Sunday, January 3, 2010



The Principle of Superposition states that when two or more waves meet at a point simultaneously, the resultant displacement at that point is the vector sum of the displacements produced at that point by each of the wave separately.

Diffraction is a phenomenon by which the wavefront of a propagating wave is spread out as a result of passing through an aperture or bend around an obstacle, whose size is approximately the same as the wavelength of the wave.

The extent of the spreading or bending of the wave depends on how the width of the gap or size of the obstacle compares to the wavelength of the wave.

Interference occurs when two or more waves overlap or intersect in the same region of space. To conclude whether the waves reaching a point interfere constructively or destructively depends on the phase difference of the overlapping waves at the point.

Phase is a description of the stage that a periodic motion has reached, usually by comparison with another such motion of the same frequency. Two varying quantities are said to be in phase if their maximum and minimum values occur at the same instants; otherwise, there is said to be a phase difference (phase angle).

Coherent sources are sources which produce waves of the same frequency with a constant phase difference.

For the characteristic pattern of regular bright fringes interspersed with dark fringes to be observed,
• the sources must be coherent
• the overlapping waves have the same or almost equal amplitude
• for transverse waves, they must be either unpolarised or polarised in the same plane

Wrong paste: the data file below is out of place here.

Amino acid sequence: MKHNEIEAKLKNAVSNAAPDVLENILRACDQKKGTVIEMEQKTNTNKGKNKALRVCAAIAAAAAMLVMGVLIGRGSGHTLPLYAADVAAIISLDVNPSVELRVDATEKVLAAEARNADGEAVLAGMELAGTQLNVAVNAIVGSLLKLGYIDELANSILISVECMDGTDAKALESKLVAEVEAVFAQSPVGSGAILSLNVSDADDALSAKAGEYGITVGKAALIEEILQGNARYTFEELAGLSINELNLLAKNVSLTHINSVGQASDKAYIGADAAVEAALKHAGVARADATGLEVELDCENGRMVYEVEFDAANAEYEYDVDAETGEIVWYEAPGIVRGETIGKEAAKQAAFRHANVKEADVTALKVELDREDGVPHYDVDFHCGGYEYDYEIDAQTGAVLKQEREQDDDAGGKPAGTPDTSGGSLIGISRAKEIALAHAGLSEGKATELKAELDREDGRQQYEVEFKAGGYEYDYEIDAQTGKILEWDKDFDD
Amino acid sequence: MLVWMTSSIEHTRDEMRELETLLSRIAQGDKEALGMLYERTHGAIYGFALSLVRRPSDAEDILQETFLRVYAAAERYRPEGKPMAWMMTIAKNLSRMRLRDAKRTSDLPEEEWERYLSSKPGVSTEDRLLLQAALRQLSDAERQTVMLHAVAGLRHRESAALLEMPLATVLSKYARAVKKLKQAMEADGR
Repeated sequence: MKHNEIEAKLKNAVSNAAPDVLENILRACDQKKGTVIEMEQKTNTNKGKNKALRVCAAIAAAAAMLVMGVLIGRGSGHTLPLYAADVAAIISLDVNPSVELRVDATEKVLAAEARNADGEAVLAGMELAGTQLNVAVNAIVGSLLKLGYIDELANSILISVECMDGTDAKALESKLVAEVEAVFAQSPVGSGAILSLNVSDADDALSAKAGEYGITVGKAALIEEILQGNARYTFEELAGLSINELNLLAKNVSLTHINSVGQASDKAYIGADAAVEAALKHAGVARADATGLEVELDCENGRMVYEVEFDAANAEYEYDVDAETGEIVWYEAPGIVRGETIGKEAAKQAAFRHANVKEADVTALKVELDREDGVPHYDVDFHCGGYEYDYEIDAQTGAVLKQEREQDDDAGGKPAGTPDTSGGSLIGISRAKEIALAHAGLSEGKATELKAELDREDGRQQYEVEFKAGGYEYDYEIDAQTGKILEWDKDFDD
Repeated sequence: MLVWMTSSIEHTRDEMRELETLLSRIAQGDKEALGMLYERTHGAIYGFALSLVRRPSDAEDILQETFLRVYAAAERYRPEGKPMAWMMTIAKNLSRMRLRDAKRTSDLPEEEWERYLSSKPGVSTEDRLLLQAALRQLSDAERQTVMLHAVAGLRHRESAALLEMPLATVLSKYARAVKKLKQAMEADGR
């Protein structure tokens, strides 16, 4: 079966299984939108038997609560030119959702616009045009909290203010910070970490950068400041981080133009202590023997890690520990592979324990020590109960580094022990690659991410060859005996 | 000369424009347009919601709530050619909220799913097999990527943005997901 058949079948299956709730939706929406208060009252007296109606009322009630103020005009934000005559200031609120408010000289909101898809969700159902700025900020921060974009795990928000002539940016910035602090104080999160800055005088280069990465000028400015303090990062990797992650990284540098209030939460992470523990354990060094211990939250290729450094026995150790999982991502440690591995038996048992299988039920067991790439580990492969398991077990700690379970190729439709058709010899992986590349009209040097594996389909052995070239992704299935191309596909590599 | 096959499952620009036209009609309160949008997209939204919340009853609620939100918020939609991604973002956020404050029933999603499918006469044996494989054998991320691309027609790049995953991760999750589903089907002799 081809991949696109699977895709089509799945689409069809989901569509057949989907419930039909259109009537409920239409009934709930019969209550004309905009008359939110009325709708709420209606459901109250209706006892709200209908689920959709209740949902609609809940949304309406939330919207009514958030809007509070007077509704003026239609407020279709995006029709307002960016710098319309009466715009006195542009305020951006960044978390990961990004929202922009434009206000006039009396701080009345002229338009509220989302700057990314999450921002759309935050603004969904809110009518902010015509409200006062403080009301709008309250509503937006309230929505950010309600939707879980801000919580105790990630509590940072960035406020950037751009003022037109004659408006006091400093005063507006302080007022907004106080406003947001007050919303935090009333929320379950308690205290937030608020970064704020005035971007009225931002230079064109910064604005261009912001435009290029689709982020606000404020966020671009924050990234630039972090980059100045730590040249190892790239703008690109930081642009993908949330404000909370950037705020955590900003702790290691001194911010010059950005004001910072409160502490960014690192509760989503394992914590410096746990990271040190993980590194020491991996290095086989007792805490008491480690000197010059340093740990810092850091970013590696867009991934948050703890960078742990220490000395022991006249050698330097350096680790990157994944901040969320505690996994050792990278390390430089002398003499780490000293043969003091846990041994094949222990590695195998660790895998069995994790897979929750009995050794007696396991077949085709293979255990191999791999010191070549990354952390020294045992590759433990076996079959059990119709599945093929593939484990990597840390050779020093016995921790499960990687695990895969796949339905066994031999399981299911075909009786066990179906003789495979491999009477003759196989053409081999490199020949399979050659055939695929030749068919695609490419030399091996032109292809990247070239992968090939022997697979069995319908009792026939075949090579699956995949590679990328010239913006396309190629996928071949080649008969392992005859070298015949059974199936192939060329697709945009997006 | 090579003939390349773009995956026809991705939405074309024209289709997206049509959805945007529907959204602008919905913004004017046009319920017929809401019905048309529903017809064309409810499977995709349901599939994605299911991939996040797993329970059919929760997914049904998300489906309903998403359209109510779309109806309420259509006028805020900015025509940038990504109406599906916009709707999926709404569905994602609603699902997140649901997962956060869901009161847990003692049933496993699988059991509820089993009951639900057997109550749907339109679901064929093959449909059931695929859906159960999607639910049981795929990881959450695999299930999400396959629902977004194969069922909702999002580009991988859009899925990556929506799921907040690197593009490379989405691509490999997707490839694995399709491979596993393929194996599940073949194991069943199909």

A stationary wave is set up as a result of the superposition of two progressive waves
of the same amplitude and frequency travelling at the same speed in opposite directions.

Nodes are points in a stationary wave where the amplitude is zero.

Antinodes are point in a stationary wave where the amplitude is a maximum.
Stationary wave is a form of wave in which the profile of the wave does not move through the medium but remains stationary. This is in contrast to the progressive wave, in which the profile moves through the medium at the speed of the wave.

A taut string or a column of air oscillates at numerous frequencies simultaneously. At these resonant frequencies, waves travel in both directions along the string or air column, reinforcing and cancelling each other to form stationary waves. Because of the typical spacing of the resonances, these frequencies are mostly limited to integer multiples, or harmonics, of the lowest frequency. The lowest frequency harmonic is called the fundamental and the others are called overtones.


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